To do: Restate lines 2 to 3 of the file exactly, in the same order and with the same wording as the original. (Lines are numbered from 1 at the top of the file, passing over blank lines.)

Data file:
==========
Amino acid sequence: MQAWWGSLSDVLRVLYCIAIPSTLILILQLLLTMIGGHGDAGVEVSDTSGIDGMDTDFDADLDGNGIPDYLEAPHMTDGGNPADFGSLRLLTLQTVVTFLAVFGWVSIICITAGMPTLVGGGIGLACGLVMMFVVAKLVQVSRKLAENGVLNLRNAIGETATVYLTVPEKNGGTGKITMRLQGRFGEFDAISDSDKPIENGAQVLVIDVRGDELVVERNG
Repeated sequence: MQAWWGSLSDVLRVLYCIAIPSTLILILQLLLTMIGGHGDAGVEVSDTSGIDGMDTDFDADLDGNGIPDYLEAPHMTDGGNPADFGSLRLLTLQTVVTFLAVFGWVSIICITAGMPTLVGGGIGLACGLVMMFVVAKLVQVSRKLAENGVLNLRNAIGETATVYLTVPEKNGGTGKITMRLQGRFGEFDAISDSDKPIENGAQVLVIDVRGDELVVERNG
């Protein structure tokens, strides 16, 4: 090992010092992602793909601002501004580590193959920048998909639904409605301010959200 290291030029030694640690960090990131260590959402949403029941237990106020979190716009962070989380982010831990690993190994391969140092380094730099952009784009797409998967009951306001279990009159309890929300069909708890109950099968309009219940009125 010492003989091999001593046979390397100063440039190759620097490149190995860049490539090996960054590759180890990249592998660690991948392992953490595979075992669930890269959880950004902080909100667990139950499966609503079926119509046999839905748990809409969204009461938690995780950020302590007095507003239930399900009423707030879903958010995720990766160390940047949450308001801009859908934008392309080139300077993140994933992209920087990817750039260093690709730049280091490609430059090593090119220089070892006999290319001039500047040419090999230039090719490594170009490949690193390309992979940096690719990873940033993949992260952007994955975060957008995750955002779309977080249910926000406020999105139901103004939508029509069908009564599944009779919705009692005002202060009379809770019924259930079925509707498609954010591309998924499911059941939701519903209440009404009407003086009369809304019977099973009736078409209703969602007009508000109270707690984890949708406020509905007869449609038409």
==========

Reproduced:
Repeated sequence: MQAWWGSLSDVLRVLYCIAIPSTLILILQLLLTMIGGHGDAGVEVSDTSGIDGMDTDFDADLDGNGIPDYLEAPHMTDGGNPADFGSLRLLTLQTVVTFLAVFGWVSIICITAGMPTLVGGGIGLACGLVMMFVVAKLVQVSRKLAENGVLNLRNAIGETATVYLTVPEKNGGTGKITMRLQGRFGEFDAISDSDKPIENGAQVLVIDVRGDELVVERNG
């Protein structure tokens, strides 16, 4: 090992010092992602793909601002501004580590193959920048998909639904409605301010959200 290291030029030694640690960090990131260590959402949403029941237990106020979190716009962070989380982010831990690993190994391969140092380094730099952009784009797409998967009951306001279990009159309890929300069909708890109950099968309009219940009125 010492003989091999001593046979390397100063440039190759620097490149190995860049490539090996960054590759180890990249592998660690991948392992953490595979075992669930890269959880950004902080909100667990139950499966609503079926119509046999839905748990809409969204009461938690995780950020302590007095507003239930399900009423707030879903958010995720990766160390940047949450308001801009859908934008392309080139300077993140994933992209920087990817750039260093690709730049280091490609430059090593090119220089070892006999290319001039500047040419090999230039090719490594170009490949690193390309992979940096690719990873940033993949992260952007994955975060957008995750955002779309977080249910926000406020999105139901103004939508029509069908009564599944009779919705009692005002202060009379809770019924259930079925509707498609954010591309998924499911059941939701519903209440009404009407003086009369809304019977099973009736078409209703969602007009508000109270707690984890949708406020509905007869449609038409």